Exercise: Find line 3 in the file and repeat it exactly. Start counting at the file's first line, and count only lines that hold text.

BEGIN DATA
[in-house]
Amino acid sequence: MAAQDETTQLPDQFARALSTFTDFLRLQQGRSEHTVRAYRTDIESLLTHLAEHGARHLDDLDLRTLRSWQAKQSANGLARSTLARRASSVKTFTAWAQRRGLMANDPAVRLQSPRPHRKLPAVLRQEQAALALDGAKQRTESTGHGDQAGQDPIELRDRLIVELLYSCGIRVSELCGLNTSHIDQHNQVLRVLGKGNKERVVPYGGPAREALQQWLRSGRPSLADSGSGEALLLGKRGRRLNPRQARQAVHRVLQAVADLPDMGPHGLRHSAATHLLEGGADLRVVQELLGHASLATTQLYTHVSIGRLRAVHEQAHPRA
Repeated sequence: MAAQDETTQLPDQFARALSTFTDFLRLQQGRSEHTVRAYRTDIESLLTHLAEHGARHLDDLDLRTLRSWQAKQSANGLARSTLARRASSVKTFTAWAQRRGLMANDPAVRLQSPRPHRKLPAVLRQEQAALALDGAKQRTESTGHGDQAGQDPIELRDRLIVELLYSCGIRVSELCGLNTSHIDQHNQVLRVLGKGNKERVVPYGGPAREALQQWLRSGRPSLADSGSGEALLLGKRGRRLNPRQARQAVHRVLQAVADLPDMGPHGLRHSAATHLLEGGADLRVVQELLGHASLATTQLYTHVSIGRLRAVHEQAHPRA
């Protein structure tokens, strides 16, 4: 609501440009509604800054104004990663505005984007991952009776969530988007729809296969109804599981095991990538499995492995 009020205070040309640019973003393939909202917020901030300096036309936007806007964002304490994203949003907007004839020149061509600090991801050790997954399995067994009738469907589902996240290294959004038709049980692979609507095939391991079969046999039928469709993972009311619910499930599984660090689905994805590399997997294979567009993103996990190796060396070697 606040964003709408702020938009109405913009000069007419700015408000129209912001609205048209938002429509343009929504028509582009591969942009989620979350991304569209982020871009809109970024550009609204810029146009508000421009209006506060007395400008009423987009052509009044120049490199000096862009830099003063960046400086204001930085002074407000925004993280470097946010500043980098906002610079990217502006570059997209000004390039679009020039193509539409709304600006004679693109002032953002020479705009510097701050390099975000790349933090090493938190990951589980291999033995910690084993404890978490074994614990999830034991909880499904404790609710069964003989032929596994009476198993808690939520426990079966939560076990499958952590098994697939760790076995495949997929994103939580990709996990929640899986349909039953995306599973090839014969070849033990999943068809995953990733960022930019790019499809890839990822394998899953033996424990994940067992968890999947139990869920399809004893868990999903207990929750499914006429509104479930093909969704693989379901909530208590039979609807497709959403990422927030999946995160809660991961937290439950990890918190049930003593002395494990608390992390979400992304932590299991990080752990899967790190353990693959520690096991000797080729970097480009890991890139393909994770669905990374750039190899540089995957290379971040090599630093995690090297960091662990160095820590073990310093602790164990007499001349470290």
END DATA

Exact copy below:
Repeated sequence: MAAQDETTQLPDQFARALSTFTDFLRLQQGRSEHTVRAYRTDIESLLTHLAEHGARHLDDLDLRTLRSWQAKQSANGLARSTLARRASSVKTFTAWAQRRGLMANDPAVRLQSPRPHRKLPAVLRQEQAALALDGAKQRTESTGHGDQAGQDPIELRDRLIVELLYSCGIRVSELCGLNTSHIDQHNQVLRVLGKGNKERVVPYGGPAREALQQWLRSGRPSLADSGSGEALLLGKRGRRLNPRQARQAVHRVLQAVADLPDMGPHGLRHSAATHLLEGGADLRVVQELLGHASLATTQLYTHVSIGRLRAVHEQAHPRA